The SE ($20,500) adds 17-in alloy wheels, unique styling, aggressively bolstered front seats, a leather-wrapped steering wheel, different gauges and Normal and Sport driving modes. With the optional 6-speed manual transmission, it also includes a sunroof, passive entry with push-button start and Toyota’s Entune 7-in touchscreen that includes a smartphone app-based navigation system and satellite and HD radios. These can be added to CVT-equipped SE Corollas by way of the SE Premium package.

The XLE ($22,000) reverts to the LE’s styling and interior, but adds 16-in alloy wheels, additional LED lighting elements, a sunroof, passive entry with push-button start, an 8-way power driver seat, SofTex vinyl upholstery, heated front seats and the 7-in Entune touchscreen.

The XSE ($22,700) essentially adds the XLE’s niceties to the SE.

A Premium package available on the LE and LE Eco add alloy wheels and the 7-in Entune system. A sunroof is included with that package on the LE Eco and can be added separately on the LE version. The XLE and XSE can be equipped with a full navigation system integrated within Entune.


The 2018 Corolla comes with anti-lock brakes, stability control, eight airbags (front, driver-knee, passenger seat-cushion, front-side and full-length side-curtain), forward-collision warning with automatic braking and pedestrian detection, lane-departure warning, lane-keep assist and automatic highbeams. Disappointingly, though, the Corolla continues to come standard with front disc and rear drum brakes rather than the 4-wheel discs featured on the SE, XSE and most competitors.

In National Highway Traffic Safety Administration crash testing, the Corolla earned a top 5-star overall rating along with 4-star frontal and 5-star side ratings. The Corolla got top marks from the nonprofit Insurance Institute for Highway Safety, including an award of Top Safety Pick.

Behind the Wheel

Drive the Corolla back-to-back with a Honda Civic or a Mazda3, and we think you’ll find that Toyota’s compact sedan comes up short. It’ll be noticeably slower and less involving to drive, while lacking a certain solidity, serenity and sophistication in the way it moves down the road compared to those other sedans. It also falls short inside, as the quality of its materials are unremarkable in the face of the Honda and Mazda’s surprisingly upscale environments. Now, does this mean the Corolla is bad? No, it’s actually far better than it’s ever been. It’s just that the competition is now operating on a higher level.

Having said that, the Corolla is one of the most spacious compact cars you’ll find. Large adults can actually sit back-to-back in its cabin, while its nearly flat floor means that the middle seat should actually be usable. We also like how much equipment you get in the Corolla, even in the most basic trim levels.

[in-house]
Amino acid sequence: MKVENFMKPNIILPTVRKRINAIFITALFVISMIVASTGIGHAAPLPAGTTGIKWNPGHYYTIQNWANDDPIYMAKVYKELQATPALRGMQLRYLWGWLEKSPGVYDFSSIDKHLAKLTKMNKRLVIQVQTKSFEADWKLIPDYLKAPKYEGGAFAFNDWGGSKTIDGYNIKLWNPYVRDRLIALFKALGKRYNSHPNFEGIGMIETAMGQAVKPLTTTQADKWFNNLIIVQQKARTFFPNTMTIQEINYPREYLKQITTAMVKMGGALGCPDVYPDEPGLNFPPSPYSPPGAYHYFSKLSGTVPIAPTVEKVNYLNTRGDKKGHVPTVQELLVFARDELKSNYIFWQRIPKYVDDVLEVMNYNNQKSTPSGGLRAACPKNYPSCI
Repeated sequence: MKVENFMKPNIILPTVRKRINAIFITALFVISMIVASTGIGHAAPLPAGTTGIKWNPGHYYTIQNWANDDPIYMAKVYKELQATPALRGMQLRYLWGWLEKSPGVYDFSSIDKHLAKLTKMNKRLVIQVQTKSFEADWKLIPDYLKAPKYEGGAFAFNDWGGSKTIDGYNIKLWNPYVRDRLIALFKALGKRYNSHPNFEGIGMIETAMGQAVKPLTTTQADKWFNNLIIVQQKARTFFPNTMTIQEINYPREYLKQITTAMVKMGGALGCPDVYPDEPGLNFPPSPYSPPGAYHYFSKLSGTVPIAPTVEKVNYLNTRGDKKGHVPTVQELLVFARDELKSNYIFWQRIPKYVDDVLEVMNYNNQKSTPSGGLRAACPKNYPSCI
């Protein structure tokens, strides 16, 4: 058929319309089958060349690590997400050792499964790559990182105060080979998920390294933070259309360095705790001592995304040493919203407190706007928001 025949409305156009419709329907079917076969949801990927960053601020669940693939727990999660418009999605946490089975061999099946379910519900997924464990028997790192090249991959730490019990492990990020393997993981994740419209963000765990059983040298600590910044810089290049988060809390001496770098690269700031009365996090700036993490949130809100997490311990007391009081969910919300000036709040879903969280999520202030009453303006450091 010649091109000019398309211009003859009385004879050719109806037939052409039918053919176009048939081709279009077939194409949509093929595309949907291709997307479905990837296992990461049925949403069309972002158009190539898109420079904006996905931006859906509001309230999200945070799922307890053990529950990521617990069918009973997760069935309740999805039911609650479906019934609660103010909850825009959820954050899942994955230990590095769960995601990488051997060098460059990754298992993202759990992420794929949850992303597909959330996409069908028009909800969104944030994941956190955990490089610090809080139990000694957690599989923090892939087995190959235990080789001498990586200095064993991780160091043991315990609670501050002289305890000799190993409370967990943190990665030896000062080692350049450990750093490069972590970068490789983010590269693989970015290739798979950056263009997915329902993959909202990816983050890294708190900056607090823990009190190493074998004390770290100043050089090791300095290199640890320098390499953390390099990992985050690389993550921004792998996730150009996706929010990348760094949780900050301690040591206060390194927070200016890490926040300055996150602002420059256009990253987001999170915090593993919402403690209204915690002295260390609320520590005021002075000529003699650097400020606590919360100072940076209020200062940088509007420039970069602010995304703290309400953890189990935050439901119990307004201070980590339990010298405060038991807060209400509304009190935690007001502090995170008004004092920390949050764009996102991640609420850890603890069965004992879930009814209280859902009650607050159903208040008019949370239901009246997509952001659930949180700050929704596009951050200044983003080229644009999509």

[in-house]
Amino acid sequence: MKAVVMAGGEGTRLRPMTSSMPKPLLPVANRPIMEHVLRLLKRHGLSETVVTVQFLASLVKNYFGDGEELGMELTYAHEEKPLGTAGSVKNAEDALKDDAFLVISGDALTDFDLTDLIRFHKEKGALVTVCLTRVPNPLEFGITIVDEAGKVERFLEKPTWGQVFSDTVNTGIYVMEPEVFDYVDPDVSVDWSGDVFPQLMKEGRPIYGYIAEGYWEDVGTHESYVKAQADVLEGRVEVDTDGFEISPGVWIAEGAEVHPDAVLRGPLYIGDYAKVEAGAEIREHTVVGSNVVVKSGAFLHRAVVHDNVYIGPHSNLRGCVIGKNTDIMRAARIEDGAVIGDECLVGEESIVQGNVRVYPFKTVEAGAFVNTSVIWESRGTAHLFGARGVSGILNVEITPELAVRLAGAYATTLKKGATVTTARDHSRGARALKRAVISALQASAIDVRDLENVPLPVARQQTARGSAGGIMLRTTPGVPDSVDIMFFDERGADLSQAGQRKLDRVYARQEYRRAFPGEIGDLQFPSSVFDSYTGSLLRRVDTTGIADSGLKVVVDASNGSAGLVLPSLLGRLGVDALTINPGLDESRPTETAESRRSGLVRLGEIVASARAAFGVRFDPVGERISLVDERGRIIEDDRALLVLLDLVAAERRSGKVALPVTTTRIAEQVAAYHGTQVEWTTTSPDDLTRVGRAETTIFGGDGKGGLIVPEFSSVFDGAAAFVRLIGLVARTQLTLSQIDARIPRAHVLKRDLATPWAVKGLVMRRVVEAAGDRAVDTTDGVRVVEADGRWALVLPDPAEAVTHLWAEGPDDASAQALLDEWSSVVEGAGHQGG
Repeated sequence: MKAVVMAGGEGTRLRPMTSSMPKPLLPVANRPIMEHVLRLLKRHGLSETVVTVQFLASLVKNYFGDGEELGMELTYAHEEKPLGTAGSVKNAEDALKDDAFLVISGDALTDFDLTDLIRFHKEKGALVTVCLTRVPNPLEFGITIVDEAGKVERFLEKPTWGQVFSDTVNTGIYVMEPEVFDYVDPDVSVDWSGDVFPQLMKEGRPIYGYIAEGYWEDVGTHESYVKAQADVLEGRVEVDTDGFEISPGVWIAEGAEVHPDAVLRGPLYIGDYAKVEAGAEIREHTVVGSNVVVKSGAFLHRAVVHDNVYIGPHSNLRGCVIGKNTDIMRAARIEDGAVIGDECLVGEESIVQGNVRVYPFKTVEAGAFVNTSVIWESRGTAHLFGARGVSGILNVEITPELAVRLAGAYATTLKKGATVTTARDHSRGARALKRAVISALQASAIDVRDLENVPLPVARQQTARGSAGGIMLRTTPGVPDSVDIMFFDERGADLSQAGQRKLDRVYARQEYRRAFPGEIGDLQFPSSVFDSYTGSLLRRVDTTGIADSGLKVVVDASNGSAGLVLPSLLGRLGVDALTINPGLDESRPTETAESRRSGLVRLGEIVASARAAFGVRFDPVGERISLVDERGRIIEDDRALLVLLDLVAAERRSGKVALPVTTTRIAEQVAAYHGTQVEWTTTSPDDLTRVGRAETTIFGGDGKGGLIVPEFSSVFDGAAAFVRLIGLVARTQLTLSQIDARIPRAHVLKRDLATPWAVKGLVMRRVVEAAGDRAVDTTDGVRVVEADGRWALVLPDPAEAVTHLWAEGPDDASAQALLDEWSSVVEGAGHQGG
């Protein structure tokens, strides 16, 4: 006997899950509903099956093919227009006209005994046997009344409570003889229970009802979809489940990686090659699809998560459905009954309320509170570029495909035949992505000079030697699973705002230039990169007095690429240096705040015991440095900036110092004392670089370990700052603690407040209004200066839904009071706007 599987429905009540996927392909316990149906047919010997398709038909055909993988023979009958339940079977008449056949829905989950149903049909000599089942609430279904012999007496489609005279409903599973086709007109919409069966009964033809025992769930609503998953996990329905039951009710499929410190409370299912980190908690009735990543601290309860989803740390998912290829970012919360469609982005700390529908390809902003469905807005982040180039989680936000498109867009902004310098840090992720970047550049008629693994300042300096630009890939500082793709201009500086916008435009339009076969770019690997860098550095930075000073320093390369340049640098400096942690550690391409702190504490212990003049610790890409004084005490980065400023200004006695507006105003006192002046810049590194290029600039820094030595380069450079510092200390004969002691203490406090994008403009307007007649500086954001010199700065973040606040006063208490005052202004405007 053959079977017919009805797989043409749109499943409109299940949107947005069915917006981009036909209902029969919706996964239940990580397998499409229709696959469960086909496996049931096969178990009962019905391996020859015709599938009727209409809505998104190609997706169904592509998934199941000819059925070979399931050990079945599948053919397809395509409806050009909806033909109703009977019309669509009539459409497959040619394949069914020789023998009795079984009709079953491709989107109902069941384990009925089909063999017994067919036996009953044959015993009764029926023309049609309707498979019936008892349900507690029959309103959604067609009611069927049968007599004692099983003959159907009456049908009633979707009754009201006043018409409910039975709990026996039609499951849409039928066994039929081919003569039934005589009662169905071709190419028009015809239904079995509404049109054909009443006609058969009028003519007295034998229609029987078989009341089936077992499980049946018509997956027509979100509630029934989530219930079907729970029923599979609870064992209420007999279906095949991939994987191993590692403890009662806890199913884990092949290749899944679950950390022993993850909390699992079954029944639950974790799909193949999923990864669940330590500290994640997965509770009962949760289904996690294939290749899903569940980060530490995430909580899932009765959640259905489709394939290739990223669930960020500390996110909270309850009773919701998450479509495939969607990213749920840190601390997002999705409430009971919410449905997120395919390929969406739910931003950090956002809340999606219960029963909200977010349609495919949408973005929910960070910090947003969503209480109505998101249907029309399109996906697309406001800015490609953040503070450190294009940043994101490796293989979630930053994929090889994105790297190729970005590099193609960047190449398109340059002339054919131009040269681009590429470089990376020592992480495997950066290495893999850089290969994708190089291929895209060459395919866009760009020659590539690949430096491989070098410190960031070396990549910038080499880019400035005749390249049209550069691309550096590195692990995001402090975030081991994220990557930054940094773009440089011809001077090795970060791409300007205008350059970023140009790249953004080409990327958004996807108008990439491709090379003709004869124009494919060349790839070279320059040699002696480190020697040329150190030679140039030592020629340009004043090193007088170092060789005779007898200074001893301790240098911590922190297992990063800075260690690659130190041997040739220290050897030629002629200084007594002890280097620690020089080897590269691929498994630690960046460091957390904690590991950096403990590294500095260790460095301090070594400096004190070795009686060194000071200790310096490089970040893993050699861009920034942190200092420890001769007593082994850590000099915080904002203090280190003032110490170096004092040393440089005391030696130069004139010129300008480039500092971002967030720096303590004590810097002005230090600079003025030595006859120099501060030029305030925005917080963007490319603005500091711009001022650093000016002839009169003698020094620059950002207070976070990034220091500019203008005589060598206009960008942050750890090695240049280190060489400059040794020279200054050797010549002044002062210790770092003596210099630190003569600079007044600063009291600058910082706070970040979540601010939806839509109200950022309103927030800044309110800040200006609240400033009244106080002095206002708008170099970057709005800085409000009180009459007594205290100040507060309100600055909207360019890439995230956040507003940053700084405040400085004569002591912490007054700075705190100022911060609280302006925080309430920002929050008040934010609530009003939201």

Other Cars to Consider

2018 Honda Civic — The car to beat in this class, offering a superb combination of space, fuel economy, performance, quality, feature content, comfort and driver engagement. It’s also available in sedan, coupe and hatchback body styles, plus the higher-performance Civic Si.

2018 Mazda3 — Another top choice. Like the Civic, the 3 boasts above-average interior quality and fuel economy, plus great looks and arguably the sharpest driving experience in the segment.

 2018 Hyundai Elantra Redesigned last year, the Elantra is quite similar to the Corolla, but it’s a bit cheaper and comes with a longer warranty. A good value to consider.

 Used Toyota Camry If you like the Corolla’s reliability but need a bigger interior, consider a Toyota Camry, though you may need to choose a used one to match the Corolla’s budget-friendly pricing.

Autotrader’s Advice

We would opt for the LE Eco. For less than $1,000 over the base model, you get better fuel economy, a bit more power and worthwhile extra equipment like keyless entry and automatic climate control. We would also think twice about the SE and XSE — they’re all show and no go, with just some sportier trim and seats rather than actually adding performance enhancements as other Toyota SE trim levels do. Find a Toyota Corolla for sale


Our editors are here to make car buying easier. We’ve driven, reviewed and compared thousands of cars. We’ve bought and sold more than our fair share, too. And as part of the sprawling Cox Automotive group of companies, we have exclusive access to a range of valuable data and insights. Whether you’re looking for the best car, the best deal or the best buying advice, you can trust... Read More about Autotrader